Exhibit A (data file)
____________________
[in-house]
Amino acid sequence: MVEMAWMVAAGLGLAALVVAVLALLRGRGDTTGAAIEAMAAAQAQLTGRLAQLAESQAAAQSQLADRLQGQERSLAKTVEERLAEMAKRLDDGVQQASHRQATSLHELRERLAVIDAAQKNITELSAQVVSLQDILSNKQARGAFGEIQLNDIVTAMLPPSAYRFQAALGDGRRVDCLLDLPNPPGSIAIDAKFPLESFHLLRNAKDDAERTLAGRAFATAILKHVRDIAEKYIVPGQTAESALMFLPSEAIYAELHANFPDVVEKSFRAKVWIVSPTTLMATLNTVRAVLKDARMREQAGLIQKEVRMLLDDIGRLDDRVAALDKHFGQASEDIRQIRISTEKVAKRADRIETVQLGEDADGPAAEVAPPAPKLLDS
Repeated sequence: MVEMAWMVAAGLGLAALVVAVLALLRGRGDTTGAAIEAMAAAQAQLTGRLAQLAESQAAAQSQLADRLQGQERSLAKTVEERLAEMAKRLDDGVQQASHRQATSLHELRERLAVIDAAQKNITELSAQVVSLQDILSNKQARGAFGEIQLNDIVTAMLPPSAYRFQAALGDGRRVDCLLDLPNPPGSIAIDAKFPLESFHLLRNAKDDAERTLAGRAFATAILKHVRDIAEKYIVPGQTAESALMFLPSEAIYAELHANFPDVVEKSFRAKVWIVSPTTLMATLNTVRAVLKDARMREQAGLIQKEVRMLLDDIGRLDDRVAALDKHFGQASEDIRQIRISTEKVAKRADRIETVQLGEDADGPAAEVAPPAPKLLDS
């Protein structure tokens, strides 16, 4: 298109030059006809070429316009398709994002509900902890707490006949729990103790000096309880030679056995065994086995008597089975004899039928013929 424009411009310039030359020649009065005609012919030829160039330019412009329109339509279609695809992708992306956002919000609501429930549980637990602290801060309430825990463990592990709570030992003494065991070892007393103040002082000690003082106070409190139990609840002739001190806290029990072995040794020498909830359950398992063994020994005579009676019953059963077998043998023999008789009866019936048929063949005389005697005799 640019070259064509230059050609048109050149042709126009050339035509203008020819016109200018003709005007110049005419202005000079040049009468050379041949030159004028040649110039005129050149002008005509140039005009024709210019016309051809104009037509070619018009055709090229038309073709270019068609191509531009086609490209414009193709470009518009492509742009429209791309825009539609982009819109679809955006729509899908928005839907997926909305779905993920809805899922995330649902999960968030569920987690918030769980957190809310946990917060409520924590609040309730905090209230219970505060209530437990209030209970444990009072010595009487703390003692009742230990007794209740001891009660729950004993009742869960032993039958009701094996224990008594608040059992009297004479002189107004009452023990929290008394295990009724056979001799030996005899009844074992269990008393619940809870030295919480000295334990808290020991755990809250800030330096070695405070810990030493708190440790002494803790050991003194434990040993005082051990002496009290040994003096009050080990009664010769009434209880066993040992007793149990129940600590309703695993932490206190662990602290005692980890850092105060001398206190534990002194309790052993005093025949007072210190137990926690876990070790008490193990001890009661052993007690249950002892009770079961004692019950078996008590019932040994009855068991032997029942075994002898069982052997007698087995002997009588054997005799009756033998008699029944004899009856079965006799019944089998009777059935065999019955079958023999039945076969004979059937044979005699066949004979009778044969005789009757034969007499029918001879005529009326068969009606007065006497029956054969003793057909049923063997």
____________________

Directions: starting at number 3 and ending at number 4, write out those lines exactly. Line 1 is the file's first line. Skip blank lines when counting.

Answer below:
Repeated sequence: MVEMAWMVAAGLGLAALVVAVLALLRGRGDTTGAAIEAMAAAQAQLTGRLAQLAESQAAAQSQLADRLQGQERSLAKTVEERLAEMAKRLDDGVQQASHRQATSLHELRERLAVIDAAQKNITELSAQVVSLQDILSNKQARGAFGEIQLNDIVTAMLPPSAYRFQAALGDGRRVDCLLDLPNPPGSIAIDAKFPLESFHLLRNAKDDAERTLAGRAFATAILKHVRDIAEKYIVPGQTAESALMFLPSEAIYAELHANFPDVVEKSFRAKVWIVSPTTLMATLNTVRAVLKDARMREQAGLIQKEVRMLLDDIGRLDDRVAALDKHFGQASEDIRQIRISTEKVAKRADRIETVQLGEDADGPAAEVAPPAPKLLDS
């Protein structure tokens, strides 16, 4: 298109030059006809070429316009398709994002509900902890707490006949729990103790000096309880030679056995065994086995008597089975004899039928013929 424009411009310039030359020649009065005609012919030829160039330019412009329109339509279609695809992708992306956002919000609501429930549980637990602290801060309430825990463990592990709570030992003494065991070892007393103040002082000690003082106070409190139990609840002739001190806290029990072995040794020498909830359950398992063994020994005579009676019953059963077998043998023999008789009866019936048929063949005389005697005799 640019070259064509230059050609048109050149042709126009050339035509203008020819016109200018003709005007110049005419202005000079040049009468050379041949030159004028040649110039005129050149002008005509140039005009024709210019016309051809104009037509070619018009055709090229038309073709270019068609191509531009086609490209414009193709470009518009492509742009429209791309825009539609982009819109679809955006729509899908928005839907997926909305779905993920809805899922995330649902999960968030569920987690918030769980957190809310946990917060409520924590609040309730905090209230219970505060209530437990209030209970444990009072010595009487703390003692009742230990007794209740001891009660729950004993009742869960032993039958009701094996224990008594608040059992009297004479002189107004009452023990929290008394295990009724056979001799030996005899009844074992269990008393619940809870030295919480000295334990808290020991755990809250800030330096070695405070810990030493708190440790002494803790050991003194434990040993005082051990002496009290040994003096009050080990009664010769009434209880066993040992007793149990129940600590309703695993932490206190662990602290005692980890850092105060001398206190534990002194309790052993005093025949007072210190137990926690876990070790008490193990001890009661052993007690249950002892009770079961004692019950078996008590019932040994009855068991032997029942075994002898069982052997007698087995002997009588054997005799009756033998008699029944004899009856079965006799019944089998009777059935065999019955079958023999039945076969004979059937044979005699066949004979009778044969005789009757034969007499029918001879005529009326068969009606007065006497029956054969003793057909049923063997």